Sourced from Cryptomedia
Brave is fast, and secure Web Browser with Adblocker. It is trying to fix the internet as we know today, by improving the ad model. In 2014 Mozilla’s CEO Brendan Eich left the company and started Brave Software, quickly beginning work on a new and perhaps game-changing web browser. Fast forward to 2016 and Brave Software released Brave, its open-source web browser. While similar to most browsers in many respects, Brave stands out in one key aspect: ad blocking. Specifically, it differs in how it deals with ad blocking and how that will ultimately affect businesses and the individuals browsing content.
Brave is available on desktop machines for Windows and MacOS for the desktop and for being fairly new is a very functional browser. And with its unusual approach, it’s safe to say that Brave is stirring the browser pot a fair bit with it strategy. In this Brave Browser Review, I will look more detail about Features of the Brave browser:
Their website claims that the browser is up to 3 times faster on desktop and up to 8 times faster on mobile. During the normal usage I could see that the browser was way faster compared to other browsers. The browser start time is also very less. Personally this is critical for me. Couple of years ago though I liked everything else about Firefox I didn’t move to it, as it used to take very long for a cold start.
- Brave automatically encrypts your website connection when possible (on Chrome, this only occurs with an extension like HTTPS Everywhere).
- Brave now supports all Chrome extensions, including popular password managers like LastPass and 1Password.
- Brave blocks ads by default (unlike Chrome, or firefox, which requires a 3rd-party extension such as AdBlock).
- Brave blocks 3rd-party tracking by default.
- On Chrome, large company like Google and Facebook use 3rd-party cookies to track your browsing on nearly every website.
- By blocking 3rd-party cookies, Brave limits the amount of data Facebook, Google, and other ad networks can collect about your browsing habits.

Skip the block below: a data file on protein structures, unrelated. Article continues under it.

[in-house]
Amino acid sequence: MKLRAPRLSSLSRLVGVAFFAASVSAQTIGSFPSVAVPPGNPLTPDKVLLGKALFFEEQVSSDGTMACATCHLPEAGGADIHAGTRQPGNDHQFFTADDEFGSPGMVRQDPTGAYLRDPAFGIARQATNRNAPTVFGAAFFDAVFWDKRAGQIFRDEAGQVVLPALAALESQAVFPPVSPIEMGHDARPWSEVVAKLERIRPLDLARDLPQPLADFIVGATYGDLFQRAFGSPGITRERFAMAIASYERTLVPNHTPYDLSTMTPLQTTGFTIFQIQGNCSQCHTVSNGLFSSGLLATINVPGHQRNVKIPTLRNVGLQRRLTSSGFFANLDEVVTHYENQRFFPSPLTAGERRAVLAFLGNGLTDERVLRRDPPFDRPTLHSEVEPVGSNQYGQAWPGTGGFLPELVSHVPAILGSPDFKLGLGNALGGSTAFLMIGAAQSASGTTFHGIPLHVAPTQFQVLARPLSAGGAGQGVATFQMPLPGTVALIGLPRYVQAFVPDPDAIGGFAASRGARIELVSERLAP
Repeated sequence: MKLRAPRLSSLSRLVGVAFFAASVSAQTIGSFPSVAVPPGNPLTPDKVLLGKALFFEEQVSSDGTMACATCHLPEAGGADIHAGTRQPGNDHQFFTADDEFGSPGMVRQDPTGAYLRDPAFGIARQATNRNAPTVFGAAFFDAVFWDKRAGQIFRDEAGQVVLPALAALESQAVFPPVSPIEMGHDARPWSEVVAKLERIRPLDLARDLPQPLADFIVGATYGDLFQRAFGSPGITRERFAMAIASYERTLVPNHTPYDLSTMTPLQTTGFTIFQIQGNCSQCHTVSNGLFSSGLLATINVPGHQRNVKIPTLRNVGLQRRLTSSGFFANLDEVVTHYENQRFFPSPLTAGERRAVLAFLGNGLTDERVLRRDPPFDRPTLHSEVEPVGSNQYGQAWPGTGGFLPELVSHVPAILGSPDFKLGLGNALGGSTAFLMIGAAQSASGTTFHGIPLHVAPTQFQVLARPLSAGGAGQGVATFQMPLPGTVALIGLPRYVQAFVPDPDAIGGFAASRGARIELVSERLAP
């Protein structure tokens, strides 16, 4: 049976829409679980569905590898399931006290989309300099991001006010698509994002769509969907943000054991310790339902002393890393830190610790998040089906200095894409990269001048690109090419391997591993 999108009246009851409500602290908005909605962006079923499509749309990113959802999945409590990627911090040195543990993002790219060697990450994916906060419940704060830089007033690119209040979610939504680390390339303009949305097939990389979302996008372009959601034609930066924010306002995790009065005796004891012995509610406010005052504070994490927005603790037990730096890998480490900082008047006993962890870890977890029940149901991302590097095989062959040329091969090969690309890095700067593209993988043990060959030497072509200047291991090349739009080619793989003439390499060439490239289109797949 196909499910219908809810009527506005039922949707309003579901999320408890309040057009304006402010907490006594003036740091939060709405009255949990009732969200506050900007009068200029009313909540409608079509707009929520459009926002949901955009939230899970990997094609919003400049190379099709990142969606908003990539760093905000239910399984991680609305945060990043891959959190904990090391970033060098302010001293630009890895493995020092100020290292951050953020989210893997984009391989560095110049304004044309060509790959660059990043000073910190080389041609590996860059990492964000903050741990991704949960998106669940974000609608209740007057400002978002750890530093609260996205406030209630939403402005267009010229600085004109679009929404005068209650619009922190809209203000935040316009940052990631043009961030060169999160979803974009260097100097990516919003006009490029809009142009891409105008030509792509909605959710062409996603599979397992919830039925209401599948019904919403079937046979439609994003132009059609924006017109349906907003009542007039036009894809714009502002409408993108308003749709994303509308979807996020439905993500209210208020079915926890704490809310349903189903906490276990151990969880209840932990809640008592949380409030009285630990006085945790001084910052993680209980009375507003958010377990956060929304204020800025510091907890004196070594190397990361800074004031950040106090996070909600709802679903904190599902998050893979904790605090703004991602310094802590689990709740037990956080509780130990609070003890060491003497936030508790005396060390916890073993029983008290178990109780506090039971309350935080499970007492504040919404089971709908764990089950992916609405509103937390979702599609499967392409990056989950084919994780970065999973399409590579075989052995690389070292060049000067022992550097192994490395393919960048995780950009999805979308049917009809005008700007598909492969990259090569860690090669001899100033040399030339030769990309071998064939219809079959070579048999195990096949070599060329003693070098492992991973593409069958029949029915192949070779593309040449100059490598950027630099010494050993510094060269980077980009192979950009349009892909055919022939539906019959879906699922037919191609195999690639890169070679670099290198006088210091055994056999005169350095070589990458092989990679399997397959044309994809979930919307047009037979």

- Brave stores all your browsing data locally on your computer, which means you can delete it at any time.
- Brave supports Tor browsing, making it the first all-purpose browser to do so.
Digital advertising is broken and online publishing is dying a slow death. These are interrelated and one cannot be fixed without fixing the other. In the words of founders of Brave “It is a market filled with middlemen and fraudsters, hurting users, publishers and advertisers.”
The Basic Attention Token (BAT) was developed to address this. BAT, an ERC20 token built on top of Ethereum, will be the token of utility in a new, decentralized, open source and efficient blockchain-based digital advertising platform.
In the ecosystem, advertisers will give publishers BATs based on the measured attention of users. Users will also receive some BATs for participating. They can donate them back to publishers or use them on the platform.
This transparent system keeps user data private while delivering fewer but more relevant ads. Publishers experience less fraud while increasing their percentage of rewards. And advertisers get better reporting and performance.
The following revenue split seems to be fair enough and looks it is taking everybody’s interest into consideration.
Chromium and Chrome extensions Support
Brave is built on Chromium, which is the open source engine that also drives Google Chrome and soon Microsoft Edge. And because Chromium forms the underpinning of Brave, you add nearly all Chrome extensions to Brave. The company said it’s as easy as browsing the Chrome Web Store and adding the extension you want.